Department of Engineering and Design, College of Science and Engineering
The Electrical and Computer Engineering program offers a B.S. degree in electrical and computer engineering.
The program serves current students, industry, the University, and the citizens of the state of Washington by preparing students to find pragmatic engineering solutions to problems, while understanding the impact of their solutions in a global, economic, environmental, and societal context.
The educational experience we provide emphasizes lab based experiential learning, teamwork, communication, and critical thinking, while the program curriculum provides current, practical engineering knowledge built on a sound mathematical and science background.
The Electrical and Computer Engineering program is accredited by the Engineering Accreditation Commission of ABET, https://www.abet.org.
The student begins the major in the second quarter of their freshman year with an orientation course and is generally enrolled in one or more major courses each quarter until graduation. The many laboratory courses provide a combination of practical experience with design and ultimately lead to a culminating project that spans the senior year.
The students may choose a concentration in either Electronics or Energy. Both concentrations include a common electrical and computer engineering core.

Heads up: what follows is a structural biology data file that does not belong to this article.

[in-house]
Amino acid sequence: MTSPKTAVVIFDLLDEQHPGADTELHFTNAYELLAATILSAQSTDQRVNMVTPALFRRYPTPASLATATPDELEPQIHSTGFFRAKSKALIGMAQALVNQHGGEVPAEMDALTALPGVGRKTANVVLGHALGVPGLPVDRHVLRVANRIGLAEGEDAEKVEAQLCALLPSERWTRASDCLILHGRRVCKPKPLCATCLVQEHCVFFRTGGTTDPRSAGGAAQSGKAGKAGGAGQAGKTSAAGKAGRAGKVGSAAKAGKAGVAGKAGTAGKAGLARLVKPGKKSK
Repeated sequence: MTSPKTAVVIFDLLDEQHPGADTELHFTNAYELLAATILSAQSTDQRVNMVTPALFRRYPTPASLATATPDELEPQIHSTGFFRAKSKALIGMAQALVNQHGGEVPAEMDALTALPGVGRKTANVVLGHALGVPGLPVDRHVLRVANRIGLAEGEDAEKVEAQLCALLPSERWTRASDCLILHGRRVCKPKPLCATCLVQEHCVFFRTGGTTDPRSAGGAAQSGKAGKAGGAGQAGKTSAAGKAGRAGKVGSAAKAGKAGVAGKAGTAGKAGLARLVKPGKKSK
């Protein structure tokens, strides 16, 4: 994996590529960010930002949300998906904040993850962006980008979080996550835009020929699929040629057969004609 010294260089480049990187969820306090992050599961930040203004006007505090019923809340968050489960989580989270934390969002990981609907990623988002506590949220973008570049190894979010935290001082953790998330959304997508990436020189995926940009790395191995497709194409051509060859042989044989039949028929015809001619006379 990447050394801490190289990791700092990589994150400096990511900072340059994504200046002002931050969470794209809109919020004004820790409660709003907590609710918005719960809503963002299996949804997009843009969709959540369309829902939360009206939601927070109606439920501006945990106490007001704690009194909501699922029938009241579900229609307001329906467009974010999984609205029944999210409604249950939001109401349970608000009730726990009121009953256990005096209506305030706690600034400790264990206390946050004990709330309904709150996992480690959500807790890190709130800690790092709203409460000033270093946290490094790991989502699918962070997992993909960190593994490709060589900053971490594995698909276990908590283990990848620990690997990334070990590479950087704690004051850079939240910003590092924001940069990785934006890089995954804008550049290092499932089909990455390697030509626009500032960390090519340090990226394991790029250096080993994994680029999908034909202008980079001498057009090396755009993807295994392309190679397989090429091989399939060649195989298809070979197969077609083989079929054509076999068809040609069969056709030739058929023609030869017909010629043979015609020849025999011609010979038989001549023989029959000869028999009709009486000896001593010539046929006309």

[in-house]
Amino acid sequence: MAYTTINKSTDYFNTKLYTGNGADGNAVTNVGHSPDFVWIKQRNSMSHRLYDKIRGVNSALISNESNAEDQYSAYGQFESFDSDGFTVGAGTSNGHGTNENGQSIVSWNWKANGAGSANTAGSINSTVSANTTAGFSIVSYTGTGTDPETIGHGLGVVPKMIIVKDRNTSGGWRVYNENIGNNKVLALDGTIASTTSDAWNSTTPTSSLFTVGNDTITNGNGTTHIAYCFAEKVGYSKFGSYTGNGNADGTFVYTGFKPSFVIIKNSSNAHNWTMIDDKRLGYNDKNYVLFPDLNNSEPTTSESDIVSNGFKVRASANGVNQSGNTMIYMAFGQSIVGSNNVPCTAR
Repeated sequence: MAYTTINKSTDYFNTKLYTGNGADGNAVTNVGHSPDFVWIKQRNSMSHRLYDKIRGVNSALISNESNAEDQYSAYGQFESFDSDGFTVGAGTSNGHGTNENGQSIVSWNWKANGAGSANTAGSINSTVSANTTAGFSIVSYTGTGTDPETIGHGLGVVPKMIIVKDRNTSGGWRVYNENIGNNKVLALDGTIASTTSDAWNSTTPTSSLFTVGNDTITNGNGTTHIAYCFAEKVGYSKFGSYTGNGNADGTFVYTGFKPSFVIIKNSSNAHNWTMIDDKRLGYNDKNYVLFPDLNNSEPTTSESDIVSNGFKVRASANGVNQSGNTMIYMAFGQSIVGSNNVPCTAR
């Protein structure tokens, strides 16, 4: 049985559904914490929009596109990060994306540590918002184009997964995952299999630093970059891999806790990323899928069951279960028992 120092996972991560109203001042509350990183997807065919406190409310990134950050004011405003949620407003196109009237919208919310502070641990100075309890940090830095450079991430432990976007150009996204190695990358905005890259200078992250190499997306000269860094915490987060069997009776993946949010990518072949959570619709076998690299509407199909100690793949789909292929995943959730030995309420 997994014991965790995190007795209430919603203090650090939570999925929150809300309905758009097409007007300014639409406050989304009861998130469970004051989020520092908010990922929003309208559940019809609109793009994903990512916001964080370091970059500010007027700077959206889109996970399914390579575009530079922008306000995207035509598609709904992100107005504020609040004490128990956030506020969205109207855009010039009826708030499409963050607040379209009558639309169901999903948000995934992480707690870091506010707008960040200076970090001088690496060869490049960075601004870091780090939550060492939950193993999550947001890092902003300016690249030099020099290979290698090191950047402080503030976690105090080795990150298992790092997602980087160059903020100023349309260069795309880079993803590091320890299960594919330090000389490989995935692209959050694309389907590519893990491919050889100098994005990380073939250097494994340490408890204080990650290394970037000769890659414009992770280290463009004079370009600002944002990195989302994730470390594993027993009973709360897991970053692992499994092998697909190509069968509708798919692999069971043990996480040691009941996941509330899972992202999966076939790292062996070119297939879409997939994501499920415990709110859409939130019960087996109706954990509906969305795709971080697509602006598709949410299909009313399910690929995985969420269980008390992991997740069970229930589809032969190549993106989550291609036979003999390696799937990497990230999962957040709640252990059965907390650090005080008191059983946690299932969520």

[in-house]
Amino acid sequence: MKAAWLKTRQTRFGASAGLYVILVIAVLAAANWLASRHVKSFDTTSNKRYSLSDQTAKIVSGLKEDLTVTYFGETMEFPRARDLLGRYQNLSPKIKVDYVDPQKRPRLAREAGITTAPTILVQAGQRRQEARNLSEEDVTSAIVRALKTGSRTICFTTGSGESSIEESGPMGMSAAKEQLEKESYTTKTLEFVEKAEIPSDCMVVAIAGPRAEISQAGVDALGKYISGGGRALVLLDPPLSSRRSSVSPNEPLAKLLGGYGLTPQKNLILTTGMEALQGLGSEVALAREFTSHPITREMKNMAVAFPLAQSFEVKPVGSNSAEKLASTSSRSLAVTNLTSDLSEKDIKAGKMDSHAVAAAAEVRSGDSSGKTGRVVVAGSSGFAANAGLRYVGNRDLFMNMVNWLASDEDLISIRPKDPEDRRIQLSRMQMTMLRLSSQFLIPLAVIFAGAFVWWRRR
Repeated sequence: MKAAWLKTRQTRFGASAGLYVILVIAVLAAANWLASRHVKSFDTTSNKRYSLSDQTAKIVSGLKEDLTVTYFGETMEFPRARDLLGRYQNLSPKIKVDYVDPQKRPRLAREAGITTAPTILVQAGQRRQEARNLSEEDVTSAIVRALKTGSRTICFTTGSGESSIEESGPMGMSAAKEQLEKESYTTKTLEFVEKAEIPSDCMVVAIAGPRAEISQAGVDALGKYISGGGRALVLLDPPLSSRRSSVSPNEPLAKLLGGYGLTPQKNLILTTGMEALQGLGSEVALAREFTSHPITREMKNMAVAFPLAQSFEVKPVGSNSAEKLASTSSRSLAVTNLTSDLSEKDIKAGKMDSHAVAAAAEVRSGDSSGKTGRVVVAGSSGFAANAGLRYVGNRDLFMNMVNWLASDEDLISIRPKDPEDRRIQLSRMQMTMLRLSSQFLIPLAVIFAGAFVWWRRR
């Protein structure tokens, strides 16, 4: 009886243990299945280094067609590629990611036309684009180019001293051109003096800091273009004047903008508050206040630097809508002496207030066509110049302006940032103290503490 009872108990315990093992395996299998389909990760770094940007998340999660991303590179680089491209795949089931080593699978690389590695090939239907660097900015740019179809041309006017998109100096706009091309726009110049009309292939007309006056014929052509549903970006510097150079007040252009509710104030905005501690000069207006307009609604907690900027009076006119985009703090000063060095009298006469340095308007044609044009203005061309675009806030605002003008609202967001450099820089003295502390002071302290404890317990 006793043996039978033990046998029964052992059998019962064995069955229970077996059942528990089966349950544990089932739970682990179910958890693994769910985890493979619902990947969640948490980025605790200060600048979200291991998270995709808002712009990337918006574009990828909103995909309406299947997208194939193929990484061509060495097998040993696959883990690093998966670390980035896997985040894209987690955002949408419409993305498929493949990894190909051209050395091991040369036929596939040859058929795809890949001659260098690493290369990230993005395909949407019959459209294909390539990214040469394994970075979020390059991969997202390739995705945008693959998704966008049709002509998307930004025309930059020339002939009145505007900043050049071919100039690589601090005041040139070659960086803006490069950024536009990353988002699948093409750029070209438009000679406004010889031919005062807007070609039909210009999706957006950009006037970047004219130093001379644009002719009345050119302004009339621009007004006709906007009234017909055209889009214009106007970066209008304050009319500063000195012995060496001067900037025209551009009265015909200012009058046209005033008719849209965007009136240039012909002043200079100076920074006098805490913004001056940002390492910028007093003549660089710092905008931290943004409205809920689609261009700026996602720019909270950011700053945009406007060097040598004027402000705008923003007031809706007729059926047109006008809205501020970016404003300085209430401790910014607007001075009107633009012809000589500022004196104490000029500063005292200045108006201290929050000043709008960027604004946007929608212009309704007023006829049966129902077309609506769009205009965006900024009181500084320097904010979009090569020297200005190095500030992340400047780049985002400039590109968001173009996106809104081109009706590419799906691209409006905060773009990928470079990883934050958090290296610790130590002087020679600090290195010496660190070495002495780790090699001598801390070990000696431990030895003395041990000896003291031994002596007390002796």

Electronics courses involve the development, design and application of circuits, devices, and firmware for embedded systems. Content includes digital and analog electronics, embedded microcontrollers, communications, controls, and digital signal processing.
Energy courses include a combination of advanced electrical and computer engineering courses and interdisciplinary courses in the sciences, economics, policy, and the environment. Topics deal with the sources, generation, control and utilization of electric power, energy conversion and storage, and smart power topics such as system analysis, protection and stability, solid state motor control, and industrial process control systems. Projects are normally interdisciplinary in collaboration with faculty in the Institute for Energy Studies.
Why Consider an Electrical and Computer Engineering Major?
Electrical and computer engineers conduct research, and design, develop, test, and oversee the development of electronic systems and the manufacture of electrical and computer equipment and devices. This includes a broad range of applications and specializations that generally involve both hardware and software - areas such as power systems, communications, analog and digital signal processing, embedded systems, and control systems. Products developed by electrical and computer engineers can have significant impacts on society. Recent examples include portable smart devices, medical instrumentation, electric and smart vehicles, sensor networks, and renewable and smart energy systems.
|Engineering & Design Departmental Website: engineeringdesign.wwu.edu
Electrical and Computer Engineering Program Director
Engineering Technology 270
& Pre-Major Advisor